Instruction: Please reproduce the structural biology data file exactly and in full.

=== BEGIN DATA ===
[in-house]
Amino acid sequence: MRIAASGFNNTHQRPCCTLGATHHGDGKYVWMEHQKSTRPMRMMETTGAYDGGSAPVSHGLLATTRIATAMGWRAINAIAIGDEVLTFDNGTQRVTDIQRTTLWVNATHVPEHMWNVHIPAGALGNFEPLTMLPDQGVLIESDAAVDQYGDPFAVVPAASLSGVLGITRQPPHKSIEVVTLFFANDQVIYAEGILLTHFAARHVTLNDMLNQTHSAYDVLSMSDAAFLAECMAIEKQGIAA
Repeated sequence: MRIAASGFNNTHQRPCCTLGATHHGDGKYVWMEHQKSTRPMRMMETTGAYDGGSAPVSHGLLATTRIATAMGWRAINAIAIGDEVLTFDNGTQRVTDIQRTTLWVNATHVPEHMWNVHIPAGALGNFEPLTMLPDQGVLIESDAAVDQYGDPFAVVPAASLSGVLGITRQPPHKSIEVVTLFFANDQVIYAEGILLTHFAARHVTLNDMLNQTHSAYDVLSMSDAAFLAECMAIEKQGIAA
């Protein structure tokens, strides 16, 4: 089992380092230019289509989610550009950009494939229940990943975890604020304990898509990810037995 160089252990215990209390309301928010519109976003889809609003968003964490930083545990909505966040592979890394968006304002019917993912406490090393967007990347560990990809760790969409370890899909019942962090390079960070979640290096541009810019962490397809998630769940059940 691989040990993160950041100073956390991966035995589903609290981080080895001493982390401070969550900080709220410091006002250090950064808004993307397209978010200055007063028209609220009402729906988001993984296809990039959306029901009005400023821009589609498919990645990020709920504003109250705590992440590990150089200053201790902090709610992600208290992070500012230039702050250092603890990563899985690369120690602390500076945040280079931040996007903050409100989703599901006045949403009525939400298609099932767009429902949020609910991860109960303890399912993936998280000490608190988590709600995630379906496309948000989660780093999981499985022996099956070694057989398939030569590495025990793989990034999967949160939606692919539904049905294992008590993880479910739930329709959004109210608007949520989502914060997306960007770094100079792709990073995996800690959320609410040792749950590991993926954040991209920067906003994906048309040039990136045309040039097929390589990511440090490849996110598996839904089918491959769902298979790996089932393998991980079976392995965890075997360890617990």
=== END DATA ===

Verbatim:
[in-house]
Amino acid sequence: MRIAASGFNNTHQRPCCTLGATHHGDGKYVWMEHQKSTRPMRMMETTGAYDGGSAPVSHGLLATTRIATAMGWRAINAIAIGDEVLTFDNGTQRVTDIQRTTLWVNATHVPEHMWNVHIPAGALGNFEPLTMLPDQGVLIESDAAVDQYGDPFAVVPAASLSGVLGITRQPPHKSIEVVTLFFANDQVIYAEGILLTHFAARHVTLNDMLNQTHSAYDVLSMSDAAFLAECMAIEKQGIAA
Repeated sequence: MRIAASGFNNTHQRPCCTLGATHHGDGKYVWMEHQKSTRPMRMMETTGAYDGGSAPVSHGLLATTRIATAMGWRAINAIAIGDEVLTFDNGTQRVTDIQRTTLWVNATHVPEHMWNVHIPAGALGNFEPLTMLPDQGVLIESDAAVDQYGDPFAVVPAASLSGVLGITRQPPHKSIEVVTLFFANDQVIYAEGILLTHFAARHVTLNDMLNQTHSAYDVLSMSDAAFLAECMAIEKQGIAA
């Protein structure tokens, strides 16, 4: 089992380092230019289509989610550009950009494939229940990943975890604020304990898509990810037995 160089252990215990209390309301928010519109976003889809609003968003964490930083545990909505966040592979890394968006304002019917993912406490090393967007990347560990990809760790969409370890899909019942962090390079960070979640290096541009810019962490397809998630769940059940 691989040990993160950041100073956390991966035995589903609290981080080895001493982390401070969550900080709220410091006002250090950064808004993307397209978010200055007063028209609220009402729906988001993984296809990039959306029901009005400023821009589609498919990645990020709920504003109250705590992440590990150089200053201790902090709610992600208290992070500012230039702050250092603890990563899985690369120690602390500076945040280079931040996007903050409100989703599901006045949403009525939400298609099932767009429902949020609910991860109960303890399912993936998280000490608190988590709600995630379906496309948000989660780093999981499985022996099956070694057989398939030569590495025990793989990034999967949160939606692919539904049905294992008590993880479910739930329709959004109210608007949520989502914060997306960007770094100079792709990073995996800690959320609410040792749950590991993926954040991209920067906003994906048309040039990136045309040039097929390589990511440090490849996110598996839904089918491959769902298979790996089932393998991980079976392995965890075997360890617990």